Activists flay proposed coastal zone notification
Environmental activists and fisherfolk organisations fear that the already skewed compromise between urban planning and coastal protection would be distorted even further if the recent proposed Marine Coastal Regulation Zone (MCRZ) notification were allowed to sail through.
The National Coastal Protection Campaign (NCPC), an umbrella network of NGOs, fish-worker organisations and environmental activists, has, while condemning the “dilution” of the Coastal Regulation Zone 2011 under the proposed notification, flayed the move as one which “will not enhance coastal governance, but rather open up India’s coastline to further commercialisation”.
Probir Banerjee, convenor, NCPC, while rejecting the proposed notification of April 17, pointed out that while the CRZ itself remains to be implemented and enforced as per the letter of the law, the new notification further dilutes the CRZ 2011.
Mr. Banerjee, who also represents the NGO PondyCAN, which as a member of NCPC, helped bring out the Challenged Coast of India report, expressed concern that easing the current regime would exacerbate existing problems of coastal governance and leave fisher communities who share collective claims to common spaces such as beach space, further marginalised.
“In a struggle between communities and short-term commercial interests, the existing power balance alone has meant that communities are often displaced or are left with heavily altered/restricted access to precious livelihood spaces. The proposed changes to the CRZ 2011 seem set to further marginalise and exclude these communities. A provision that allows communities to build houses is meaningless when all available space can be legally claimed by other, more-powerful interests,” he said.
Given that the NCPC engaged extensively with the review process of the Coastal Management Zone notification, and its members were instrumental in shaping some of the new provisions in the CRZ 2011, “we are shocked to see that the rules governing use of coastal land are proposed to be further eased”, Mr. Banerjee said.
It is being pointed out that members of the NCPC had worked in their individual capacities since the late 1990s to ensure that proper regulatory frameworks for coastal development were introduced and then implemented such that the diversity and integrity along India’s coasts would be sustained over time.
According to the NCPC, the following changes that have been proposed under the MCRZ Notification, will significantly weaken and dilute the spirit of the CRZ 2011: lifting the ban on land reclamation for commercial and entertainment purposes; allowing tourism in classified ecologically sensitive areas; allowing the development of new coastal roads and allowing land reclamation. These changes will endanger the integrity of coastal ecosystems and reduce the resilience of coastal ecosystems to cushion disastrous effects of natural calamities and climate change impacts. Ppening up classified ecologically sensitive areas will negatively impact the fragile ecology of these areas.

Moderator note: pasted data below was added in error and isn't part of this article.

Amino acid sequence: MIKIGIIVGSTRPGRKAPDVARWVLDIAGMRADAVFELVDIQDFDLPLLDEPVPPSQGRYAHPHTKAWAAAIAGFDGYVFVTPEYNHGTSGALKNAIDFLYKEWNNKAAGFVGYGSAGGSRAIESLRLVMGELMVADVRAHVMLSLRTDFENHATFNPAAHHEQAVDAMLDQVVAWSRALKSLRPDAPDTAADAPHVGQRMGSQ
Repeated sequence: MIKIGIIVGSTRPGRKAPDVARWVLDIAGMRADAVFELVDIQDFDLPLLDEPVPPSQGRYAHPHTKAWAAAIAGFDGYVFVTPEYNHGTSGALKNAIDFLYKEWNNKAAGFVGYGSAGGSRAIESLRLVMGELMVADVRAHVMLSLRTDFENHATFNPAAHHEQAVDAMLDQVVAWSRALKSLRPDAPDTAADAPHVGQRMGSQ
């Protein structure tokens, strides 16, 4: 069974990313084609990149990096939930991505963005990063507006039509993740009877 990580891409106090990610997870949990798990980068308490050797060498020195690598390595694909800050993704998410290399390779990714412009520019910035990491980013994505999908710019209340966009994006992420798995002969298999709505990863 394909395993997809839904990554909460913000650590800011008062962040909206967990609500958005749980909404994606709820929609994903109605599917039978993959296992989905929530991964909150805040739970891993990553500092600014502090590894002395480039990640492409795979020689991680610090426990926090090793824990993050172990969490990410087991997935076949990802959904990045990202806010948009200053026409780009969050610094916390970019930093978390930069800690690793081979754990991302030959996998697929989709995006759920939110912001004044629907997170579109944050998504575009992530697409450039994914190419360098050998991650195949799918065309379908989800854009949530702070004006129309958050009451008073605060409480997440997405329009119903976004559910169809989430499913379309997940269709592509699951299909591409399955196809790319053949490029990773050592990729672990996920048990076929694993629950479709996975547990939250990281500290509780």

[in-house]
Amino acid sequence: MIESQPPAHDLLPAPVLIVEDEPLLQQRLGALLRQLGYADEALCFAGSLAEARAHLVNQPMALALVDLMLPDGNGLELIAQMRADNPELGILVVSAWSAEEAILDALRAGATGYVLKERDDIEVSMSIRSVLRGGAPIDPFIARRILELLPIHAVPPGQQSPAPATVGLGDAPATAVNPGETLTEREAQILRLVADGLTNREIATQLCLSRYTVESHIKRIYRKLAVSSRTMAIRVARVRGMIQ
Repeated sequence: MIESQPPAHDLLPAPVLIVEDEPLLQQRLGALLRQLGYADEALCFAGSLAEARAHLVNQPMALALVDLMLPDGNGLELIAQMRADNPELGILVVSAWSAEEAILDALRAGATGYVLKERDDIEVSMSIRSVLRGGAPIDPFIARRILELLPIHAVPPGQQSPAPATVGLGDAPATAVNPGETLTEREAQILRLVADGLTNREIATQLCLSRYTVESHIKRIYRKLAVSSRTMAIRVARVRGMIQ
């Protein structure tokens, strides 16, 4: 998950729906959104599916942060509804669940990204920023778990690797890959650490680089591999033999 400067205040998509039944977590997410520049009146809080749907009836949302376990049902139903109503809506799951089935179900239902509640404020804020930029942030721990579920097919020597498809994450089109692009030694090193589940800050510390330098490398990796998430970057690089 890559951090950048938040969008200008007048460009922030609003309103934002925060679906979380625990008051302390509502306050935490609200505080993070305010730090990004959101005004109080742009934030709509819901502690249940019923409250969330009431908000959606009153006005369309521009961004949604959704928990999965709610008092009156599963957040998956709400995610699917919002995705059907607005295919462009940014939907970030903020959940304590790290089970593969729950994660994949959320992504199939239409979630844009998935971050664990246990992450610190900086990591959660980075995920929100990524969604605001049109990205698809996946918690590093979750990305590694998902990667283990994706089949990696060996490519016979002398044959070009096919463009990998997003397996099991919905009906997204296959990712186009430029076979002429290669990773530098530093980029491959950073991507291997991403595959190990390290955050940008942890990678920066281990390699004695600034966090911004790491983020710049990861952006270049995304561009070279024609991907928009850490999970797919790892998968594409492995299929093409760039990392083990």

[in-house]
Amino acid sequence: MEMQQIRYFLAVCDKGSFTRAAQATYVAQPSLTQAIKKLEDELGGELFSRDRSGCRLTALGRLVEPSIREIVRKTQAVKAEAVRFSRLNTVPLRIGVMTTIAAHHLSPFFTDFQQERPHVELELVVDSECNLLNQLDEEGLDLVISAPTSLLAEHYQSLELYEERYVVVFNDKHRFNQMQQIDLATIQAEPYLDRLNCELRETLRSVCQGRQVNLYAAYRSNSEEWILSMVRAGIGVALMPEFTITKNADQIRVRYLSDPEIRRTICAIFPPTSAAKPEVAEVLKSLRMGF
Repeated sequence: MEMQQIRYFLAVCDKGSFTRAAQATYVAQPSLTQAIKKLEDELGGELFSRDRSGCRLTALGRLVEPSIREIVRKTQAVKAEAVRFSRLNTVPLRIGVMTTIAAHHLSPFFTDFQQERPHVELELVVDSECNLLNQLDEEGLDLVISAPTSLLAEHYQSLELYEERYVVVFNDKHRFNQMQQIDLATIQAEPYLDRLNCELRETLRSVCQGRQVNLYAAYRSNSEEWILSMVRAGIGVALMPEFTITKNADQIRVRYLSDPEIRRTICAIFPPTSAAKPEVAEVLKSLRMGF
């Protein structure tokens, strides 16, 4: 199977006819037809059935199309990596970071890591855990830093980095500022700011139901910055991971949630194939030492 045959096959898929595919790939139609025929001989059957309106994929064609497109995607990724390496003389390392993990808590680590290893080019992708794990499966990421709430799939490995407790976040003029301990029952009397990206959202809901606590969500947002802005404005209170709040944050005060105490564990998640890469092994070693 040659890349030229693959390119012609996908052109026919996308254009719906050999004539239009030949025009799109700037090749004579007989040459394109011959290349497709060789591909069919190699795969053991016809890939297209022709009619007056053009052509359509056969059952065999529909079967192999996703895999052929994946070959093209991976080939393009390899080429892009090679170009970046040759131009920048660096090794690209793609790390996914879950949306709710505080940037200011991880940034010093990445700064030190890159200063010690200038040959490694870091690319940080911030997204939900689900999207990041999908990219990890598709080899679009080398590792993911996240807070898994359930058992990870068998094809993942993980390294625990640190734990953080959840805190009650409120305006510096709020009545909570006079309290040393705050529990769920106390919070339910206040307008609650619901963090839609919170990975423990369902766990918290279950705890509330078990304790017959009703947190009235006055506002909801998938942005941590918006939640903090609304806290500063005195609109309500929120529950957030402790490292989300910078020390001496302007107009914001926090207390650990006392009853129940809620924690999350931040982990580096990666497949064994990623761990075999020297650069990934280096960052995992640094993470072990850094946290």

Additionally, these proposed changes also would regularise a host of existing violations, without penalising offenders. “These changes come at a time when seven years after being instituted, the CRZ 2011 remains to be effectively implemented and gross violations are rampant across India’s coastline,” Mr. Banerjee said.
The NCPC pointed out that in Maharashtra, countless CRZ violations were documented in Mumbai and other coastal areas. Attempts had been made to reclaim hundreds of acres of mangroves in Malad and Dahisar in Mumbai by builders where despite the reclamation having been stopped by the High Court and the Supreme Court, no action had been taken against the builders and other powerful interests.
In Puducherry, unauthorised coastal protection structures and innumerable unauthorised residential and commercial establishments had been constructed at various locations, the NCPC said. Sand mining was rampant at various locations on the sea shore and a large amount of untreated sewage (domestic, medical, industrial) which also contains large amounts of solid waste was being dumped into the estuaries and the sea, particularly, from four drains: the Grand Canal, Karavadikuppam drain, Upaar drain and Murungapakkam Drain.
The NCPC also cited as another examples of rampant CRZ violations in East Medinipur district, West Bengal where the tourism-hospitality industries were the biggest offenders as they overran CRZ II areas.
“While these are only a few examples that illustrate the lacunae in the implementation and enforcement of the CRZ 2011, it is very much the narrative all along India’s coasts,” Mr. Banerjee said. Introducing these changes to the CRZ 2011 will not enhance coastal governance, but rather open up India’s coastline to further commercialisation, he added.
The NCPC has urged the Ministry to set aside the proposed MCRZ notification and instead conduct several public consultations across all maritime states to strengthen, improve and effectively implement the provisions of the CRZ 2011.
“We hope that such an important issue is the result of a democratic and consultative process rather than a top down approach with no thought on the effect of this. Being short sighted on such matters will end up costing our country much more and end up harming rather than being beneficial to its people. We hope good sense prevails,” said Sunaina Mandeen of PondyCan.